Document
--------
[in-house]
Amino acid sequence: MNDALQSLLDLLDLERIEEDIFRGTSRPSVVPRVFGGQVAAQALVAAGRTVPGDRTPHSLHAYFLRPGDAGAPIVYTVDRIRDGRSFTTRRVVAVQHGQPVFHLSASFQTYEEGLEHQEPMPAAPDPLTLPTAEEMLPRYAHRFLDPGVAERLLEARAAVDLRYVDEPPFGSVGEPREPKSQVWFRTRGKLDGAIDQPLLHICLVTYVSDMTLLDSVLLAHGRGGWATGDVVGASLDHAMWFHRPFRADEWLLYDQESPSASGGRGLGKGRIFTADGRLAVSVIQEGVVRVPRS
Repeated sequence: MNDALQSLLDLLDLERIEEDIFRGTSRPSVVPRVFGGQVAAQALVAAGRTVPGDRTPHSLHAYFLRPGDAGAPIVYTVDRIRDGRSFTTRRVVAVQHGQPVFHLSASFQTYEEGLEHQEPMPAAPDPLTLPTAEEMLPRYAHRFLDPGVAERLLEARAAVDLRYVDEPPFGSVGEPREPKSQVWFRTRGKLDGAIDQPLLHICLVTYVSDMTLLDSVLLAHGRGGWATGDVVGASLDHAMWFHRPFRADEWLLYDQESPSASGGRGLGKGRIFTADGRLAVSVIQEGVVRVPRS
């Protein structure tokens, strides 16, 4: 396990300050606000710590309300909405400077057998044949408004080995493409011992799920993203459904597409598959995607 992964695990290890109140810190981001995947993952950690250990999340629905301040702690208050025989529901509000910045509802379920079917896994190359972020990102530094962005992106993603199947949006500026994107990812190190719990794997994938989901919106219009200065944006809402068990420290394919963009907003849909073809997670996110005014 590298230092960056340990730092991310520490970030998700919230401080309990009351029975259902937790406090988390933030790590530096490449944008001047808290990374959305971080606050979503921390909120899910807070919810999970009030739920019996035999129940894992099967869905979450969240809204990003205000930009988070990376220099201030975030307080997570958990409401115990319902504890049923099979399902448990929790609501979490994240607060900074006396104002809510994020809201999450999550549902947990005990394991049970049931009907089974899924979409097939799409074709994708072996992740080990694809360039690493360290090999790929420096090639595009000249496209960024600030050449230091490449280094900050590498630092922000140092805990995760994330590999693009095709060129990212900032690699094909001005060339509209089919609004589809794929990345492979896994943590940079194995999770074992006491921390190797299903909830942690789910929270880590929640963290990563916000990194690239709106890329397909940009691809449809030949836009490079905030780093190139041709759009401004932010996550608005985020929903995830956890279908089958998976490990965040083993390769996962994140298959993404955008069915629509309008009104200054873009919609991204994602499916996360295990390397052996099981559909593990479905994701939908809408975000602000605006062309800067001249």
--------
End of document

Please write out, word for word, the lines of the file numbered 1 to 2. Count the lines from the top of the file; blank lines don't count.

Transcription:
[in-house]
Amino acid sequence: MNDALQSLLDLLDLERIEEDIFRGTSRPSVVPRVFGGQVAAQALVAAGRTVPGDRTPHSLHAYFLRPGDAGAPIVYTVDRIRDGRSFTTRRVVAVQHGQPVFHLSASFQTYEEGLEHQEPMPAAPDPLTLPTAEEMLPRYAHRFLDPGVAERLLEARAAVDLRYVDEPPFGSVGEPREPKSQVWFRTRGKLDGAIDQPLLHICLVTYVSDMTLLDSVLLAHGRGGWATGDVVGASLDHAMWFHRPFRADEWLLYDQESPSASGGRGLGKGRIFTADGRLAVSVIQEGVVRVPRS